decided: June 28, 1989.
FATHER JAMES MAMALIS, APPELLANT,
ATLAS VAN LINES, INC., AND MCCLAIN MOVING COMPANY, APPELLEES
Appeal from the order of the Superior Court of Pennsylvania entered June 24, 1987 at No. 00596 PHL 1986, vacating and reversing the judgment order of the Court of Common Pleas of Philadelphia County, entered February 7, 1986 at August Term, 1978, No. 4441.
Nix, C.j., and Larsen, Flaherty, McDermott, Zappala, Papadakos and Stout, JJ. Papadakos, J., and Stout, Former Justice, did not participate in the decision of this case. Larsen, J., dissents.
[ 522 Pa. Page 216]
The issue of first impression presented in this appeal is whether an agent and its principal are joint tortfeasors under the Uniform Contribution Among Tortfeasors Act (UCATA), Act of July 9, 1976, P.L. 586, No. 142, effective June 27, 1978, 42 Pa.C.S.A. §§ 8321 et seq. We hold that an agent and its principal are not joint tortfeasors under UCATA when the liability of the principal is vicarious liability and is not based upon the principal's independent actionable fault.
The Appellant, Father James Mamalis, brought actions against McClain Moving Company and Atlas Van Lines to recover damages for the loss of his personal property in a fire. Mamalis filed an action initially against McClain, then filed a second action against Atlas. The lawsuits were later consolidated.
Mamalis contracted with McClain to ship his personal belongings from Philadelphia to Fairview, New Jersey. His property was loaded onto a van by McClain and was taken to McClain's place of business for delivery on the next day. The van caught fire that evening, destroying most of Mamalis' property.
Mamalis' complaint against Atlas alleged that it was responsible for the property damage through the conduct of its agent, McClain. The parties disputed whether McClain was acting under the apparent authority of Atlas while transporting the property, having agreed that McClain was not acting under Atlas' actual authority. That issue was decided against Atlas in a subsequent jury trial.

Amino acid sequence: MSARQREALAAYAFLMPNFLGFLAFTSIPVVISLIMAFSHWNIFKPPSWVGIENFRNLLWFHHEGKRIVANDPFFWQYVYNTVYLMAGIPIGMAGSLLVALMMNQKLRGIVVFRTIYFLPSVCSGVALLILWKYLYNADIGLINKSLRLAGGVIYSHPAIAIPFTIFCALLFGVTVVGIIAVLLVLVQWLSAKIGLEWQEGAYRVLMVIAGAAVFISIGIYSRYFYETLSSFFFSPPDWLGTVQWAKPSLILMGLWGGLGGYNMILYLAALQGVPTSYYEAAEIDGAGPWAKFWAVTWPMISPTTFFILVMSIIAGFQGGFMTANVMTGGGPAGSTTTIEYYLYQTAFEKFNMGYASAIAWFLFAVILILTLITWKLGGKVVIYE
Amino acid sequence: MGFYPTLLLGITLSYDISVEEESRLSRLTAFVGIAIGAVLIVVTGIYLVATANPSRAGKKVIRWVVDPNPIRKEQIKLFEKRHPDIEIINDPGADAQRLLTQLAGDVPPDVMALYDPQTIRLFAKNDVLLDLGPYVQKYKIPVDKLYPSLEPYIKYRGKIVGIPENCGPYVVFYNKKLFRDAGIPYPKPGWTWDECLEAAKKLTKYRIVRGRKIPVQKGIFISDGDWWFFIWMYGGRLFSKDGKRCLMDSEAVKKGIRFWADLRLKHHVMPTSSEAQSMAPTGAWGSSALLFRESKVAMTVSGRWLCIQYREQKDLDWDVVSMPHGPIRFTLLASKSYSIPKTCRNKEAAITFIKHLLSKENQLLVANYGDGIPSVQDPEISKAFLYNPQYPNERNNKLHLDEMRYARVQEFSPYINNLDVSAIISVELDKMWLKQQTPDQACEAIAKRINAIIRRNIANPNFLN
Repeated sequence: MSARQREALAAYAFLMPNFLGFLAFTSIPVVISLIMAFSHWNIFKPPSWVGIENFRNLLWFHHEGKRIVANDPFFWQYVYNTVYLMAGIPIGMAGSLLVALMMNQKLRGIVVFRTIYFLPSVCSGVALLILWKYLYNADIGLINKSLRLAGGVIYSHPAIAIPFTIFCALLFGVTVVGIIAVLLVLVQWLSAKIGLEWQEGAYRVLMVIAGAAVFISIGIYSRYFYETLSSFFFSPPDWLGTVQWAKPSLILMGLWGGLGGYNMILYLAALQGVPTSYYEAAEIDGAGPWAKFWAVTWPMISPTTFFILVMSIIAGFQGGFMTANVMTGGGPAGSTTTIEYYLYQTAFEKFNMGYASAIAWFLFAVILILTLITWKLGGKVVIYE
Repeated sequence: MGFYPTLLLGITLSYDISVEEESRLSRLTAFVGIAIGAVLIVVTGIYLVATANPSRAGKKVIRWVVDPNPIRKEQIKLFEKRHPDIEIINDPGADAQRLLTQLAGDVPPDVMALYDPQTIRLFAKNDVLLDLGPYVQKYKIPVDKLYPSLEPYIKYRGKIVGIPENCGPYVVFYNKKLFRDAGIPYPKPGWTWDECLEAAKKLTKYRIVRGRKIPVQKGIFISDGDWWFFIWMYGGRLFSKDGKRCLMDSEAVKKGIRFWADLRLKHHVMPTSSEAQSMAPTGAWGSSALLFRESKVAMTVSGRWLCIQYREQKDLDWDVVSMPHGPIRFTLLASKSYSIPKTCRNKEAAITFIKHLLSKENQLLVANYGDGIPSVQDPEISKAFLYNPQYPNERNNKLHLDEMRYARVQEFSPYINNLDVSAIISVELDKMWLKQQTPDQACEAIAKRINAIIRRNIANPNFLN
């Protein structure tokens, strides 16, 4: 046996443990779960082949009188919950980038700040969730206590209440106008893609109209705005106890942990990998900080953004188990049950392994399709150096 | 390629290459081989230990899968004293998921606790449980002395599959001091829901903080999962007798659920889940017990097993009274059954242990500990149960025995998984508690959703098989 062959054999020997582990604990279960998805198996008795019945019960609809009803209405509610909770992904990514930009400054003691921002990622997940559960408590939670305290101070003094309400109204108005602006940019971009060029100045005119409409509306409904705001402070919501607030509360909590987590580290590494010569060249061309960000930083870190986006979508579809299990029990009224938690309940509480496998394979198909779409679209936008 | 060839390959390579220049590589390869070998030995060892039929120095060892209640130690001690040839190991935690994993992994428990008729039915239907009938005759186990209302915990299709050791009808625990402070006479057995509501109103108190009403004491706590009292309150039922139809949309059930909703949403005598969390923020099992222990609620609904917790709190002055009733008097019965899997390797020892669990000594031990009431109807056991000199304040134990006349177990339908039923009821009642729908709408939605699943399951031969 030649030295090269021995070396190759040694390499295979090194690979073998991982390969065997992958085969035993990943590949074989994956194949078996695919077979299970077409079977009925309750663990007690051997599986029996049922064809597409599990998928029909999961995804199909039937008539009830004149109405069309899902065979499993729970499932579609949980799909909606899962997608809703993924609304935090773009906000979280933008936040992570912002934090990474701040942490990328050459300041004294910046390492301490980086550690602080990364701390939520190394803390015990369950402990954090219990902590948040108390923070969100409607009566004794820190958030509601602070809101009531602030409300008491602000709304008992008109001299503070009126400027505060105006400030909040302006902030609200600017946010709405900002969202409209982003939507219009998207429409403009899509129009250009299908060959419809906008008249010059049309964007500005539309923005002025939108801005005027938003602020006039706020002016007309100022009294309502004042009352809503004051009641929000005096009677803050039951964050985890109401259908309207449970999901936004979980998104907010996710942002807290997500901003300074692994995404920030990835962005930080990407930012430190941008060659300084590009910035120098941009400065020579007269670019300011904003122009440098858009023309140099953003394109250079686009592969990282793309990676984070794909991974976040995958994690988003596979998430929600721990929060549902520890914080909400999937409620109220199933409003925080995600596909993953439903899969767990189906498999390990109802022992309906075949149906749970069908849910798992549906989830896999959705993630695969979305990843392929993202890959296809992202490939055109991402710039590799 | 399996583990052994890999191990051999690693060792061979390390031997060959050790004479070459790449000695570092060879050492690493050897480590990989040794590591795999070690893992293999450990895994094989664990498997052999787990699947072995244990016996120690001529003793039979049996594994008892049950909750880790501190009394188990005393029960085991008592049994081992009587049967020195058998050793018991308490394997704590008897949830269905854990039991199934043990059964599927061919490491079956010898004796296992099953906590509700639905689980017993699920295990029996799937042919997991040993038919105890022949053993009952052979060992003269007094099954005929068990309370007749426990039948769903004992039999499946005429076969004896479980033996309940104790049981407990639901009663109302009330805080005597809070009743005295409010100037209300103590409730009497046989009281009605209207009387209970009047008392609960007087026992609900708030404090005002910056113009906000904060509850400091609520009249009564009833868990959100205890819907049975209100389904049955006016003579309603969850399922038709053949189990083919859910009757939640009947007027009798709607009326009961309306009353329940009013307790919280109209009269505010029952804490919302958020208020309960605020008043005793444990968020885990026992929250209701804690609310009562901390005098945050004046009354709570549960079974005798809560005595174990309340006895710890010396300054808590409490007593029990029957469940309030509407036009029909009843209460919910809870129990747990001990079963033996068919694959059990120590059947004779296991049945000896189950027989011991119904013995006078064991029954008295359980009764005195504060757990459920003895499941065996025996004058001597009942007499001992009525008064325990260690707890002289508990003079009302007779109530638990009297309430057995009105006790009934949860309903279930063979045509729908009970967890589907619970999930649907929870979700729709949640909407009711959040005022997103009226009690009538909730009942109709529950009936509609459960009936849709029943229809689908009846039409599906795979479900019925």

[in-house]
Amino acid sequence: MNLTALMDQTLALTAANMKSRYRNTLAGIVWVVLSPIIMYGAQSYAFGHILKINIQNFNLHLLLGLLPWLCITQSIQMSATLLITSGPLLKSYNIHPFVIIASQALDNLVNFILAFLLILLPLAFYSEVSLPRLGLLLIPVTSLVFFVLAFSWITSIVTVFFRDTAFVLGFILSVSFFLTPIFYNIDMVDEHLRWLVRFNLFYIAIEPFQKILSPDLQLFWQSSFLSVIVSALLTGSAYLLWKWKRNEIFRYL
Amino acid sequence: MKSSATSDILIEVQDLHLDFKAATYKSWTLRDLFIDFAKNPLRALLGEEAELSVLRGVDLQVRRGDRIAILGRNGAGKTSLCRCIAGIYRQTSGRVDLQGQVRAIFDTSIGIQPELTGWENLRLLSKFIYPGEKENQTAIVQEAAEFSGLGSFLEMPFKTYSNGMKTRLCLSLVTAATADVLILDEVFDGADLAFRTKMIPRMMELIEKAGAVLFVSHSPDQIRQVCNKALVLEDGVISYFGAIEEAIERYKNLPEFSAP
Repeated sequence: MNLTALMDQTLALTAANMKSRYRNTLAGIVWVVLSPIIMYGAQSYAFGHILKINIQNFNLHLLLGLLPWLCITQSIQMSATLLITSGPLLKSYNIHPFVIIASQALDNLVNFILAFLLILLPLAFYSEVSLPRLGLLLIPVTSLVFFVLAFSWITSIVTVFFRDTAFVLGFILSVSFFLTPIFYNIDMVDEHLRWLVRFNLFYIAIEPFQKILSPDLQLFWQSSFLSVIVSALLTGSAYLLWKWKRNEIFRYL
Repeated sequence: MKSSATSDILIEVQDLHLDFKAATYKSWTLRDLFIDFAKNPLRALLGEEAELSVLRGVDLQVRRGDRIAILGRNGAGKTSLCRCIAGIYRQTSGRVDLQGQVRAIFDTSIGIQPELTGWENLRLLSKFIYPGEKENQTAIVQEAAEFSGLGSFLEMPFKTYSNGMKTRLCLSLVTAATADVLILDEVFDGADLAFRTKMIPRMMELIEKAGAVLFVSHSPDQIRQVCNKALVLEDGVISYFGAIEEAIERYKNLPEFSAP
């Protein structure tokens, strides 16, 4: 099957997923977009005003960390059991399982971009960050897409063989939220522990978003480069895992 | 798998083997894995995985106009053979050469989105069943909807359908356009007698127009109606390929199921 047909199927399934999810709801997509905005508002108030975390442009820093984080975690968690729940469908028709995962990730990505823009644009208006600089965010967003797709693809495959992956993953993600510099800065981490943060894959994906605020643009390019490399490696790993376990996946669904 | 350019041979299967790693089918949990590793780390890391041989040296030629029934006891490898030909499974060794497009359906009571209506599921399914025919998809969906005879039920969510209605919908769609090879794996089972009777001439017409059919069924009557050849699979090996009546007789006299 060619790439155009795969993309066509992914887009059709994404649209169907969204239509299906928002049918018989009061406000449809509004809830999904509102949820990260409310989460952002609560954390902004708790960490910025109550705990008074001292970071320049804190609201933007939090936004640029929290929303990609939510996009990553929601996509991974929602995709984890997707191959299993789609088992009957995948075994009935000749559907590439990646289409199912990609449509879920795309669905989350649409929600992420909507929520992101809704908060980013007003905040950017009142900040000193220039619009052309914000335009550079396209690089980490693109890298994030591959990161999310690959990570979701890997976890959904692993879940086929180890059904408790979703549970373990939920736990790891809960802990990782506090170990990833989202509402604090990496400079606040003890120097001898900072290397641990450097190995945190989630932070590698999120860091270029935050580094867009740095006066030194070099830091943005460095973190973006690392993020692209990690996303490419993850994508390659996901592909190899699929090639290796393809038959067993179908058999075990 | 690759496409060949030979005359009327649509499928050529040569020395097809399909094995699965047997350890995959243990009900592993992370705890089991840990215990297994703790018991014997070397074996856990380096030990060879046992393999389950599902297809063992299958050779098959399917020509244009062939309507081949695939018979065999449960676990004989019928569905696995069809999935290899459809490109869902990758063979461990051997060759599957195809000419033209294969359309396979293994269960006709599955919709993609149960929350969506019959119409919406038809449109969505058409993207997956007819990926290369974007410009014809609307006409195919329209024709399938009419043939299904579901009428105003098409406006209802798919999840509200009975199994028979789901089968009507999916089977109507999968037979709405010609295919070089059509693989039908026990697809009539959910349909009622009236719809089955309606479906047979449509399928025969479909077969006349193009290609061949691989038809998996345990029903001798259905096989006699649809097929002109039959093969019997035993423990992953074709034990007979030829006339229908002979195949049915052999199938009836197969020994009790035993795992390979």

McClain filed bankruptcy proceedings. Mamalis then settled his claim against McClain for $25,000 prior to trial and executed a release. The release purported to preserve Mamalis' claim against Atlas and stated that,
3. Because the parties intend that Fireman's [McClain's insurer] and McClain shall be relieved of any liability for contribution to any other tortfeasor against whom Mamalis
[ 522 Pa. Page 217]
might recover, this release is being given before the right of any other tortfeasor has accrued to secure a money judgment for contribution, and the amount of damages which Mamalis may recover from the other tortfeasors shall be reduced by the pro rata share of the consideration paid under this release.
(R. 35a-36a) The release provided that it would be governed by UCATA.
Atlas moved for summary judgment on the basis that the release of the agent extinguished Mamalis' claim and discharged its liability as a principal. The summary judgment motion was denied. Atlas raised the issue again at trial and on a motion for a directed verdict. The trial court submitted the case to the jury and a verdict was returned in favor of Mamalis for $84,402.70.
Atlas' post-trial motions seeking judgment n.o.v. and/or a new trial were denied. The trial judge concluded that Atlas and McClain were joint tortfeasors under UCATA and that as such, a release of one would not discharge the liability of the other unless the release so provided. The trial judge cited Bausewine v. Norristown Herald, Inc., 351 Pa. 634, 41 A.2d 736 (1945) as support for his conclusion, reasoning that the principal and agent are severally liable and fall within UCATA's definition of joint tortfeasor.
Based upon this conclusion, the trial judge reduced the verdict by $25,000, the consideration paid for the release. See 42 Pa.C.S.A. § 8326. Delay damages and interest of $44,382.54 were added to the verdict, to arrive at a verdict of $103,785.24.
On appeal, the Superior Court reversed. The Superior Court noted the distinction between liability imposed upon one for his own injurious conduct and liability that rests upon fault that is imputed or constructive only. Reasoning that the Legislature intended to distinguish the vicarious liability of a principal from the joint liability of concurrent tortfeasors, the Superior Court concluded that a vicariously liable principal and agent are not joint tortfeasors under UCATA. Release of the agent was held to preclude further
[ 522 Pa. Page 218]